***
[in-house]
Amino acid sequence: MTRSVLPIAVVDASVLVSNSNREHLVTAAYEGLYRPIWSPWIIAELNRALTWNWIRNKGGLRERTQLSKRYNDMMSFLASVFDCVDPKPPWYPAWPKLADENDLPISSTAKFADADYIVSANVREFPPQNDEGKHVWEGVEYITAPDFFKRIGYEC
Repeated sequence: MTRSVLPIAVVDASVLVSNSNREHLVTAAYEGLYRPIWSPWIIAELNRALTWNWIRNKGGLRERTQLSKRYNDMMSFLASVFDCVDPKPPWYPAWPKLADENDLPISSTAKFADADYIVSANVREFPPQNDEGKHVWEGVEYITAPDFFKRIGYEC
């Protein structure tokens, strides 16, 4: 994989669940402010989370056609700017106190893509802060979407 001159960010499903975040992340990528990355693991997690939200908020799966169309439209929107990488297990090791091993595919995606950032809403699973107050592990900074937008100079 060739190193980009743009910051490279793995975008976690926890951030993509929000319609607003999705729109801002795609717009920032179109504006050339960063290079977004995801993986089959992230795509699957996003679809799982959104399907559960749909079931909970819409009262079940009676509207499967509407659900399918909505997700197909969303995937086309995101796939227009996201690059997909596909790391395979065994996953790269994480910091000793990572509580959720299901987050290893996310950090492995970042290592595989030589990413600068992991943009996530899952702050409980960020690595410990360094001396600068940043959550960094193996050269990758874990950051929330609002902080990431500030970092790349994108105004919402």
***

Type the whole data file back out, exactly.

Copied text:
[in-house]
Amino acid sequence: MTRSVLPIAVVDASVLVSNSNREHLVTAAYEGLYRPIWSPWIIAELNRALTWNWIRNKGGLRERTQLSKRYNDMMSFLASVFDCVDPKPPWYPAWPKLADENDLPISSTAKFADADYIVSANVREFPPQNDEGKHVWEGVEYITAPDFFKRIGYEC
Repeated sequence: MTRSVLPIAVVDASVLVSNSNREHLVTAAYEGLYRPIWSPWIIAELNRALTWNWIRNKGGLRERTQLSKRYNDMMSFLASVFDCVDPKPPWYPAWPKLADENDLPISSTAKFADADYIVSANVREFPPQNDEGKHVWEGVEYITAPDFFKRIGYEC
């Protein structure tokens, strides 16, 4: 994989669940402010989370056609700017106190893509802060979407 001159960010499903975040992340990528990355693991997690939200908020799966169309439209929107990488297990090791091993595919995606950032809403699973107050592990900074937008100079 060739190193980009743009910051490279793995975008976690926890951030993509929000319609607003999705729109801002795609717009920032179109504006050339960063290079977004995801993986089959992230795509699957996003679809799982959104399907559960749909079931909970819409009262079940009676509207499967509407659900399918909505997700197909969303995937086309995101796939227009996201690059997909596909790391395979065994996953790269994480910091000793990572509580959720299901987050290893996310950090492995970042290592595989030589990413600068992991943009996530899952702050409980960020690595410990360094001396600068940043959550960094193996050269990758874990950051929330609002902080990431500030970092790349994108105004919402």